Knowledge deficit prevents patient · environmental modifications to improve organization
from taking medication independently and accessibility even with set up, diary, or reminders.
· evaluation for selection of medication compliance aids.
Referral to RN
· medication teaching
· implement compliance aid
· simplify drug regime.
¾ MEDICATION COMPLIANCE AIDS –
¾ MEDICATION REGIMEN
¾ MEDICATION TEACHING STRATEGIES
Motor impairment prevents patient Referral to PT/OT from taking medication unless · motor task simplification
administered by someone else.
· evaluation for selection of medication compliance aids
· environmental modifications to reduce barriers
Visual impairment prevents patient · fine motor training
from independently taking medication · strength training.
unless administered by someone else.
Coordination with dispensing pharmacy for packaging Dysphagia prevents safe ingestion of oral medications unless administered by someone else.
Environmental modifications to improve patient's ability to visually recognize medications or to recognize medications Environmental barrier prevents patient using other means from being able to access medications, requiring administration by someone Referral to SLP for dysphagia therapy Environmental modifications to improve access to medications and necessary supplies for independent ¾ MEDICATION COMPLIANCE AIDS –
FOR M0780 OUTCOME INTERVAL "1" "0"
Barrier(s): Problem(s): Care Planning/Intervention(s):
Pain results in the need for someone to Referral to RN/PT/OT assist with medication administration.
· pain management interventions
Cognitive impairment or depression Referral to psych nursing/OT
· interventions to improve depression/effects
affecting motivation prevents patient from taking correct medications and Referral to OT/SLP proper dosages at correct times unless · task simplification
reminded or otherwise assisted with · compensatory memory strategies
compliance aid set-up/management.
· establish medication schedule around daily routines
· evaluate for internalization of reminder strategies
· evaluate for medication compliance aids
Cognitive impairment results in · environmental modifications to improve organization
ineffective use of compensatory and accessibility and to reduce barriers techniques or strategies (i.e. use of · sequencing strategies.
compliance aids), without reminders or Referral to RN
· medication teaching
· implement compliance aid
Knowledge deficit prevents patient from · simplify drug regime.
taking medication independently without set up, diary, or reminders.
¾ MEDICATION COMPLIANCE AIDS –
¾ MEDICATION REGIMEN
¾ MEDICATION TEACHING STRATEGIES
Motor impairment prevents patient from Referral to PT/OT taking medication without assistance.
· motor task simplification
· evaluation for selection of medication compliance aids
Visual impairment prevents patient from · environmental modifications to reduce barriers
taking medications without assistance.
· fine motor training
· strength training.
Environmental barrier prevents patient Coordination with dispensing pharmacy for packaging from being able to access medications, requiring assistance with set up or Environmental modifications to improve patient's ability to visually recognize medications or to recognize Dysphagia prevents safe ingestion of medications using other means oral medications without assistance.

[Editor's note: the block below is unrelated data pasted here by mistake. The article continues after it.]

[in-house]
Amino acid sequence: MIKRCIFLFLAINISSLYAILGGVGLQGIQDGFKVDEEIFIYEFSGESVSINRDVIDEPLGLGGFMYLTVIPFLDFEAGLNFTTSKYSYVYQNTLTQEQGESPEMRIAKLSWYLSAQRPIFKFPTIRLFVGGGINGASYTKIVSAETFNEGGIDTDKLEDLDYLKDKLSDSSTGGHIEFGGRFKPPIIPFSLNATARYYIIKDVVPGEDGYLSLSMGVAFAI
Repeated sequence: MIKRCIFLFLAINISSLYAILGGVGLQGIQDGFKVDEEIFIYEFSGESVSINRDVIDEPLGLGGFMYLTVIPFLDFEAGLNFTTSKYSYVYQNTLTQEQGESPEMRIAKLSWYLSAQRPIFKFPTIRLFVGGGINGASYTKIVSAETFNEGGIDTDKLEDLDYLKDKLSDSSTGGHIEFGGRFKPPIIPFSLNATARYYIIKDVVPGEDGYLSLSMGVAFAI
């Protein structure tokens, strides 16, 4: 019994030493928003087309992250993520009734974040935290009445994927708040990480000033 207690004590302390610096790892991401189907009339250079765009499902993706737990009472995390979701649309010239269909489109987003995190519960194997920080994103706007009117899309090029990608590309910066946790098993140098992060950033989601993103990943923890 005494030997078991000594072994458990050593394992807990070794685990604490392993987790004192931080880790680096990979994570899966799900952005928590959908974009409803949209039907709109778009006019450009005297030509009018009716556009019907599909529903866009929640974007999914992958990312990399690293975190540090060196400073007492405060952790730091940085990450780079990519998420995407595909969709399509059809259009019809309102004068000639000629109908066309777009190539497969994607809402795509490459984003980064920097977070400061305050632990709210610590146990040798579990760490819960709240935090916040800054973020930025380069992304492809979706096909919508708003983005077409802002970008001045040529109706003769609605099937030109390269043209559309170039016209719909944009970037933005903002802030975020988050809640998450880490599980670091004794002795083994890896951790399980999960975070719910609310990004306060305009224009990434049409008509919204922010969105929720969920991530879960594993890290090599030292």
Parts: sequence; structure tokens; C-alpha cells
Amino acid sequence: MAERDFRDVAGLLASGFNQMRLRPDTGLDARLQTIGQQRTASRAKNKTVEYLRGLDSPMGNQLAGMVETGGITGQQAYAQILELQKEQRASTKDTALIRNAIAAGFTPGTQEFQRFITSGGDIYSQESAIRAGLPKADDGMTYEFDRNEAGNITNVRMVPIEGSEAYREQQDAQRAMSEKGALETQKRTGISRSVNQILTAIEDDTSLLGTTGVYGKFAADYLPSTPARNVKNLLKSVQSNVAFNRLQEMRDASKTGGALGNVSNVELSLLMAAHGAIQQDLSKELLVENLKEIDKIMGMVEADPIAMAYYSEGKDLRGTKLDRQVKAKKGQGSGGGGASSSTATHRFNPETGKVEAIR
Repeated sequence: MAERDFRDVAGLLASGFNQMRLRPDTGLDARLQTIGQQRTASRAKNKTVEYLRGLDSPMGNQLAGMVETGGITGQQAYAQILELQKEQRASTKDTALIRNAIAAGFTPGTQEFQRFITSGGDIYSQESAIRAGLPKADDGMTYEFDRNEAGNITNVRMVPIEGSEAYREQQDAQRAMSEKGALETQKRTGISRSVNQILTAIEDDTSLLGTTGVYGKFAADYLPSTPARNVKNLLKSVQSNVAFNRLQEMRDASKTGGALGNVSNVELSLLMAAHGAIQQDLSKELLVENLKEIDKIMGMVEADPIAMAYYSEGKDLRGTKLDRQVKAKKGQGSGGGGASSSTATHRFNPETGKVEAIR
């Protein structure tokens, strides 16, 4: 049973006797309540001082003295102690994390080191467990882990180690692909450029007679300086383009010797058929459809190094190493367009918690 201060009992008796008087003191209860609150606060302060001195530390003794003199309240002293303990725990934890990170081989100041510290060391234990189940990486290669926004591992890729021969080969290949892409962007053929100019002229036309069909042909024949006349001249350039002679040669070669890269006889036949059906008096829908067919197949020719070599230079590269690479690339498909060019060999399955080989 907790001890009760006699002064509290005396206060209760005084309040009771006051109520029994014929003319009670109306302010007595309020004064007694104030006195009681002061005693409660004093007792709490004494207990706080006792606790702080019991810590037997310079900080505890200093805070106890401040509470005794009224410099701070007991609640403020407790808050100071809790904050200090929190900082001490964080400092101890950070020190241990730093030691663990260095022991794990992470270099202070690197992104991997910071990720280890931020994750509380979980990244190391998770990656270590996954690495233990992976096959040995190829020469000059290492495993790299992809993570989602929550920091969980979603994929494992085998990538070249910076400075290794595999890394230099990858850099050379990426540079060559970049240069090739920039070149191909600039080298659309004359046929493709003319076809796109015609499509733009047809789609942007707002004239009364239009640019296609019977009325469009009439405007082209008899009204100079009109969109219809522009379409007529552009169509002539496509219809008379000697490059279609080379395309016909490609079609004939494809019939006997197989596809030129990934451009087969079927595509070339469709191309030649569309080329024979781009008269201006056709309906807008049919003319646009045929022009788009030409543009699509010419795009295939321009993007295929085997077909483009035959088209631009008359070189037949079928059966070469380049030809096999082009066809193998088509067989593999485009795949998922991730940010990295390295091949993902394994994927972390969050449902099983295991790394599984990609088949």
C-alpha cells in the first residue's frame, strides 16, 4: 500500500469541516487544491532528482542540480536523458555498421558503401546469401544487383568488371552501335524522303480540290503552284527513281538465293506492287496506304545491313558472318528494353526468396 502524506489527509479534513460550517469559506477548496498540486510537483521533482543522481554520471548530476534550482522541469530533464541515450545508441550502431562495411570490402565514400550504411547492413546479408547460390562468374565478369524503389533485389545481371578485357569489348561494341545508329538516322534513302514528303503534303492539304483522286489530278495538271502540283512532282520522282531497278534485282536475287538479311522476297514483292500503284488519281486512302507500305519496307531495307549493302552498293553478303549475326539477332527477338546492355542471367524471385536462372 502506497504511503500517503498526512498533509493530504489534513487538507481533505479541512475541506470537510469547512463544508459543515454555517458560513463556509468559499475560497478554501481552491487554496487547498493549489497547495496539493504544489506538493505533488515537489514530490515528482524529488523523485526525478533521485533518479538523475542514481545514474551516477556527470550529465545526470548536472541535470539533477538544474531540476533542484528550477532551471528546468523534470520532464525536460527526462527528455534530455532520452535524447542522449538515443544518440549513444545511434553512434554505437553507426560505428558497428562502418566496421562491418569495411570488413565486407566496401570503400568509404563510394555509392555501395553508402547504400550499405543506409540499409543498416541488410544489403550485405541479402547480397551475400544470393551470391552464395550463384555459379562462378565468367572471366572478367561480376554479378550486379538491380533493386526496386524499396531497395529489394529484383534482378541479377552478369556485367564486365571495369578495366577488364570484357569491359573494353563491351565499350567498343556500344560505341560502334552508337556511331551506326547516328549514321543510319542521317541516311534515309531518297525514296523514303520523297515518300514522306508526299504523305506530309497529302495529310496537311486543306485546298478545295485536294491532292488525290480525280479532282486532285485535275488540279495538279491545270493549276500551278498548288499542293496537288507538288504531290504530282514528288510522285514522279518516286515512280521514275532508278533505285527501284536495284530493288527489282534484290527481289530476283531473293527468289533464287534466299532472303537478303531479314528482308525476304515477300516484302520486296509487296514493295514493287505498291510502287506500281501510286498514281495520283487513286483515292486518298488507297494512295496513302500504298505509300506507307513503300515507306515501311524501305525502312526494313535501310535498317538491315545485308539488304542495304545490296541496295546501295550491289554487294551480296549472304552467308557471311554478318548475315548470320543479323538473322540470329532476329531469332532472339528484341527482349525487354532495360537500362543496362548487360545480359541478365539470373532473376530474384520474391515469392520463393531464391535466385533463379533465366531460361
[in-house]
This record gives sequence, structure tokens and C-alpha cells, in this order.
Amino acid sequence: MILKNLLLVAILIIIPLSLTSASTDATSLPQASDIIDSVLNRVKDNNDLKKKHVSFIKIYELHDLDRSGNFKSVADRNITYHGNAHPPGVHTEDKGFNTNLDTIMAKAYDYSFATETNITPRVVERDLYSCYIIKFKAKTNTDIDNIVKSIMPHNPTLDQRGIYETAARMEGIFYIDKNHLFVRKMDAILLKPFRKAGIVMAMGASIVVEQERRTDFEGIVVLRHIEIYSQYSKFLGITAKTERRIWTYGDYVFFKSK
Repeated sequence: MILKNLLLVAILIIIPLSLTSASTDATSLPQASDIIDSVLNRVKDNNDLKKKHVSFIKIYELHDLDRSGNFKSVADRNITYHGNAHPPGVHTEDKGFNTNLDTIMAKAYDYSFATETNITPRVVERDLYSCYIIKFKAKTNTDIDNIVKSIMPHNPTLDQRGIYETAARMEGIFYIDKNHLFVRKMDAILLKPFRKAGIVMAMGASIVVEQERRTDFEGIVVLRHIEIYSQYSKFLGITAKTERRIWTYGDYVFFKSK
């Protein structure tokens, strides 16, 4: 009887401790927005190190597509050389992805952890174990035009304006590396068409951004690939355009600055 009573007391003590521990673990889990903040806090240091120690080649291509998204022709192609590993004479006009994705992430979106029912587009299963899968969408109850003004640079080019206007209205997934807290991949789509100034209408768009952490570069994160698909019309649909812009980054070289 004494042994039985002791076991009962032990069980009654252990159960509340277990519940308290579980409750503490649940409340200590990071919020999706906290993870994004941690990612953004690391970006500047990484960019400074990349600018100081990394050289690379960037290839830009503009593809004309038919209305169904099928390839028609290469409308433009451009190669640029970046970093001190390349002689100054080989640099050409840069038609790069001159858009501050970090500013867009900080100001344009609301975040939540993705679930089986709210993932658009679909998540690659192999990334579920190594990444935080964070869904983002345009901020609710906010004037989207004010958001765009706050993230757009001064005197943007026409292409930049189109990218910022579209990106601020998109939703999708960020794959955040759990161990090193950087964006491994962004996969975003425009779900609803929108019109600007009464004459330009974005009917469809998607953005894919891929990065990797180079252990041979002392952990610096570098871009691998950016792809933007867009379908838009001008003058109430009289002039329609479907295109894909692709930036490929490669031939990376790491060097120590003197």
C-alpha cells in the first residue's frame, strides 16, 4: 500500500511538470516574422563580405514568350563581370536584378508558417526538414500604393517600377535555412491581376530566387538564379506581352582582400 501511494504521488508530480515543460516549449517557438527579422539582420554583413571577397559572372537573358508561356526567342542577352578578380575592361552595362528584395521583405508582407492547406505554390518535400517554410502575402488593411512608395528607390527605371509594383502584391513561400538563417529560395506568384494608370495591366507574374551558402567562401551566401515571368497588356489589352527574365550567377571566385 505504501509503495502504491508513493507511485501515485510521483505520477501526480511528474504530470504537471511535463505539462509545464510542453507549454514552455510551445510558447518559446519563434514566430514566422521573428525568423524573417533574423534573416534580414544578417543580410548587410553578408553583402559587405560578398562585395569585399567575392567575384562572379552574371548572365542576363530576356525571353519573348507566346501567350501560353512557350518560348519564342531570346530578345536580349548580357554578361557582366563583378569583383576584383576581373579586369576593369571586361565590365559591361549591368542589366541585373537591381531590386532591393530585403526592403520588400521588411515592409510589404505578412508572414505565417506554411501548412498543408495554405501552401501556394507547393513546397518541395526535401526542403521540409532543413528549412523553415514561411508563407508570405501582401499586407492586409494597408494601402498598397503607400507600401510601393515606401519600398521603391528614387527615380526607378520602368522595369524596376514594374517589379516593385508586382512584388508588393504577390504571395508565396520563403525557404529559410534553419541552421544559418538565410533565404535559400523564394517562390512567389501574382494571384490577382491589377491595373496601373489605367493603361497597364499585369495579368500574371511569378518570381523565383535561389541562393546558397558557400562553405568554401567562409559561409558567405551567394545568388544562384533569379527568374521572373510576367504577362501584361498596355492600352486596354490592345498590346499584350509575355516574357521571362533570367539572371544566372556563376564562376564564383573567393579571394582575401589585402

Referral to SLP for dysphagia therapy Environmental modifications to improve access to medications and necessary supplies for independent ¾ MEDICATION COMPLIANCE AIDS –
The Medicare Quality Improvement Organization for Pennsylvania
Oral Meds – Care Planning Tool – Selection Criteria by OASIS Level "Best Practices for Improvement in Management of Oral Medications" OASIS ANSWERS, Inc. - 2005 This material was developed by Linda Krulish, PT, MHS, and Stephanie Mello Gaskell, MS, MBA, RN, COS-C, and distributed by Quality Insights of Pennsylvania, the Medicare Quality Improvement Organization for Pennsylvania, under contract with the Centers for Medicare & Medicaid Services (CMS). The views presented do not necessarily reflect those of CMS. Publication number 7SOW-PA-HH05.125

Source: http://www.smcfallprevention.org/index.php/download_file/view/93/113/

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The impact of climate change on aquatic risk from agricultural pesticides Nikolinka G. Koleva a,b,* , Uwe A. Schneider a a Research unit Sustainability and Global Change, Hamburg University and Centre for Marine and Atmospheric Science, Hamburg, Germany b International Max-Planck Research School for Maritime Affairs, Hamburg, Germany *Corresponding author: Research unit Sustainability and Global Change, Hamburg University and Centre for Marine and Atmospheric Science, Bundesstrasse 55, 20146 Hamburg, Germany, nikolinka.genova@zmaw.deNikolinka G. Koleva, Uwe A. Schneider

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Using care pathways to improve health systems Care pathways enable health systems (and other health care organizations) to make evidence-based decisions about where to focus improvement efforts. Olivia Cavlan, MD; One of the core missions of any health care for more severely ill children, and palliative Penny Dash, MD;